RE: Getting Permission to Use Security Tools

From: Josh Hung (
Date: 03/19/02

From: Josh Hung <>
To: "''" <>,
Date: Tue, 19 Mar 2002 09:23:09 -0800

I totally agree with you.

-----Original Message-----
From: []
Sent: Monday, March 18, 2002 8:41 AM
Subject: RE: Getting Permission to Use Security Tools

I have followed this subject with interest and Tony, your latest email is
most disturbing. First of all, there is no such thing as a 'get out of jail
free' card when dealing with security issues, especially with a major
financial institution. Its called RESPONSIBILITY. And from the tone of
your post, "boy, am I going to have fun," let me ask you this: do you really
think that patching all the vulnerabilities you hope to find will be 'fun'?
Or do you plan to run your scans, uncover vulns and then just drop them in
the respective sys admins' laps and say "here, fix these now."

Whether or not you have permission, with an attitude such as yours, you may
not get sued but you will definitely be fired. To salvage your career, you
better be able to mitigate any vulnerabilities you might find with your
scans rather than pointing out the lacking of others. Any wannabe can run a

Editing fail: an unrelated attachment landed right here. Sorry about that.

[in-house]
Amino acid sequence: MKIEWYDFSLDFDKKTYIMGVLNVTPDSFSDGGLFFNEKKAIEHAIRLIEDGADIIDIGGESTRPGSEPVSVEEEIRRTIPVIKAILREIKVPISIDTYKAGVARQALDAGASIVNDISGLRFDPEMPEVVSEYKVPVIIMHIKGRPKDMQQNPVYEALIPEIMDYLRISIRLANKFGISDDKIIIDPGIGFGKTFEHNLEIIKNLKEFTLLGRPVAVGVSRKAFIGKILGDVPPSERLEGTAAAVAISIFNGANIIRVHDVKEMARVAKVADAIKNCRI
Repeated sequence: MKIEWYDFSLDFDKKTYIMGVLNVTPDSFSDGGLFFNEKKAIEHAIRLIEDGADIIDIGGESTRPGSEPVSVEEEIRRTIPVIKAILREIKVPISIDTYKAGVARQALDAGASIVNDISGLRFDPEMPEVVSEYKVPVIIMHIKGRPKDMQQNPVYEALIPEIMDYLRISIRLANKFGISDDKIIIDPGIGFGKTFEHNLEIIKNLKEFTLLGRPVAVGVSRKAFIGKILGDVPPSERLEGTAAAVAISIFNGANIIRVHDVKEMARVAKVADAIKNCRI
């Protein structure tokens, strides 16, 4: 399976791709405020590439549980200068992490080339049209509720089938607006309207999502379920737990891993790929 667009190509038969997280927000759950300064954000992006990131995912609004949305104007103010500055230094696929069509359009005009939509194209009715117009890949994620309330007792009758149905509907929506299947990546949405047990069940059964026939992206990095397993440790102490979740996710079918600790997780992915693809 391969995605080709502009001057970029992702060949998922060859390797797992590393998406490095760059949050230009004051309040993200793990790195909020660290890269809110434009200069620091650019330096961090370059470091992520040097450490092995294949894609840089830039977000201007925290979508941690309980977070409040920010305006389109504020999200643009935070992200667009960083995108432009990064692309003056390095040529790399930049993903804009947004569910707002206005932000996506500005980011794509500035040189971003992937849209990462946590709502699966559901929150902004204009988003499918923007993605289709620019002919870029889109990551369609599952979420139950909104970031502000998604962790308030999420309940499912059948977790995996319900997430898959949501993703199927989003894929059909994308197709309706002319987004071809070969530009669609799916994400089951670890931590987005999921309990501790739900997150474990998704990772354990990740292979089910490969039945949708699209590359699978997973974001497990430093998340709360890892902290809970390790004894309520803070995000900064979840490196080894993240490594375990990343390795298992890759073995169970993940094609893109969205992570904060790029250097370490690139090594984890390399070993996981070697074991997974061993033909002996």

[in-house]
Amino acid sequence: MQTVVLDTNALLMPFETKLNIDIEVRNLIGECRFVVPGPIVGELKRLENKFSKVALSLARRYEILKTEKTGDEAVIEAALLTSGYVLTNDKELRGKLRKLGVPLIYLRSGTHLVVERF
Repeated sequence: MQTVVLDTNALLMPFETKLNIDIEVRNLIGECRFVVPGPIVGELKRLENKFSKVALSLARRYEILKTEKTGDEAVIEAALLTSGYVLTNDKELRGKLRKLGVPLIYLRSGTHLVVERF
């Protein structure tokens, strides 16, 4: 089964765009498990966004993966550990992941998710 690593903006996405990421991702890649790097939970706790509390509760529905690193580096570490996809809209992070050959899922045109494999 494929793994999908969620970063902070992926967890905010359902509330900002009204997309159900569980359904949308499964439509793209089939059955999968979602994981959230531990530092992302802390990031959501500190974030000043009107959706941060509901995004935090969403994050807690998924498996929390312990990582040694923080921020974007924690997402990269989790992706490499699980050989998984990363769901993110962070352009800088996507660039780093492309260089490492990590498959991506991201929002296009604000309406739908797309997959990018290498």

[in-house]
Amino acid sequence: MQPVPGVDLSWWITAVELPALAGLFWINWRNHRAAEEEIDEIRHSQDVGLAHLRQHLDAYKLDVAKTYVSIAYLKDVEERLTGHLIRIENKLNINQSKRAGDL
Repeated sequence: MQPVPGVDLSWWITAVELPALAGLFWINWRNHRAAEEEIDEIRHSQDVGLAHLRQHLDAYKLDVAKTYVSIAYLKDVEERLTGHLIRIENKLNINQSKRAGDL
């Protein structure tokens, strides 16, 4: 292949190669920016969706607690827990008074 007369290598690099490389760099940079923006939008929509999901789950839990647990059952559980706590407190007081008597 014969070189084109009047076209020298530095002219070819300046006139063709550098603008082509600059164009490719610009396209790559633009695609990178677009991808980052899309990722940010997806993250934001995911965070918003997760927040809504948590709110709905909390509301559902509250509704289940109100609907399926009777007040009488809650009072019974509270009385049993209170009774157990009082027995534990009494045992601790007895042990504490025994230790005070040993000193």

scan, but it takes responsibility to fix the problem.

Sandra Kay Miller
Content Security Lab Analyst

-----Original Message-----
From: tony toni []
Sent: Friday, March 15, 2002 6:05 PM
Subject: Getting Permission to Use Security Tools


I appreciate all of your input on the my original email (Political
Challenges Using Nessus)....on the dilemma I was facing in using Nessus in
*politically correct way*. In generally, the consensus opinion was that I
needed to make sure I obtained written permission and inform everyone of my
plans when I do my scans.

The advice was great...and I have since drafted up a letter that I am
ready to fire off to my Director. In the letter I am asking for permission
to use any security tool, on any production device, any time and from any
direction (i.e. inside or outside of our network). I will use due diligence

in testing the tools.

A new job description/responsibilities covering these points was also
requested. I went on to explain, why I want everything to be *so formal*.

I am very concerned about being fired and/or sued. There is a business and

technology risk in using security tools and I want a "get out of jail card"
in case anything went wrong.

The final paragraph, contains a request that the permission letter and my
new job description be signed by my director, his boss, the VP of the
Networking and Server Area, and HR.

Do you agree with my approach? Think it is a good idea to ask for the
*world* and see what happens? Worse case is he will reduce the scope of
*white hat hacker* activities. If he agrees with everything and I get
everyone's approval...boy am I going to have fun!!

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